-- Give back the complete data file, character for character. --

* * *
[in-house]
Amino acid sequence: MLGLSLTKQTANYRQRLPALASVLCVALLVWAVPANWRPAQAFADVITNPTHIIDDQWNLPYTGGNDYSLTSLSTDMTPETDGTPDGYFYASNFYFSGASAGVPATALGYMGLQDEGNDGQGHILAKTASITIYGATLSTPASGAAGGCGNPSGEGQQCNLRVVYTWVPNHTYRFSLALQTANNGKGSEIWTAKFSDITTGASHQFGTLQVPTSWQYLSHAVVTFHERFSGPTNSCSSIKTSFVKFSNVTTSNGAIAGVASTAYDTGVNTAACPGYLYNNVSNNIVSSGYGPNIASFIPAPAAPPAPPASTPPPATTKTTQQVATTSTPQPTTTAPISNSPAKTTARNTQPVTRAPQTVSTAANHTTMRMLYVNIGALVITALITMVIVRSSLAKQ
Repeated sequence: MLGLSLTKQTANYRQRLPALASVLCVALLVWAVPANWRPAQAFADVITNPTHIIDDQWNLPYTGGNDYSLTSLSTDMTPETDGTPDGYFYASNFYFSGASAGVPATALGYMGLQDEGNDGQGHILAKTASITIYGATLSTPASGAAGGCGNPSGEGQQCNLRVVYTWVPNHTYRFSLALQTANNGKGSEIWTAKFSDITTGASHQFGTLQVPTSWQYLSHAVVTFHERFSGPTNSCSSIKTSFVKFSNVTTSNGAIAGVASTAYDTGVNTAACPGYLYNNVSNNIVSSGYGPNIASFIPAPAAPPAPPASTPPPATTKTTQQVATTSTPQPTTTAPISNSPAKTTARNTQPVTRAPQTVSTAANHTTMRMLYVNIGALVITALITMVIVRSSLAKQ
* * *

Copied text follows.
[in-house]
Amino acid sequence: MLGLSLTKQTANYRQRLPALASVLCVALLVWAVPANWRPAQAFADVITNPTHIIDDQWNLPYTGGNDYSLTSLSTDMTPETDGTPDGYFYASNFYFSGASAGVPATALGYMGLQDEGNDGQGHILAKTASITIYGATLSTPASGAAGGCGNPSGEGQQCNLRVVYTWVPNHTYRFSLALQTANNGKGSEIWTAKFSDITTGASHQFGTLQVPTSWQYLSHAVVTFHERFSGPTNSCSSIKTSFVKFSNVTTSNGAIAGVASTAYDTGVNTAACPGYLYNNVSNNIVSSGYGPNIASFIPAPAAPPAPPASTPPPATTKTTQQVATTSTPQPTTTAPISNSPAKTTARNTQPVTRAPQTVSTAANHTTMRMLYVNIGALVITALITMVIVRSSLAKQ
Repeated sequence: MLGLSLTKQTANYRQRLPALASVLCVALLVWAVPANWRPAQAFADVITNPTHIIDDQWNLPYTGGNDYSLTSLSTDMTPETDGTPDGYFYASNFYFSGASAGVPATALGYMGLQDEGNDGQGHILAKTASITIYGATLSTPASGAAGGCGNPSGEGQQCNLRVVYTWVPNHTYRFSLALQTANNGKGSEIWTAKFSDITTGASHQFGTLQVPTSWQYLSHAVVTFHERFSGPTNSCSSIKTSFVKFSNVTTSNGAIAGVASTAYDTGVNTAACPGYLYNNVSNNIVSSGYGPNIASFIPAPAAPPAPPASTPPPATTKTTQQVATTSTPQPTTTAPISNSPAKTTARNTQPVTRAPQTVSTAANHTTMRMLYVNIGALVITALITMVIVRSSLAKQ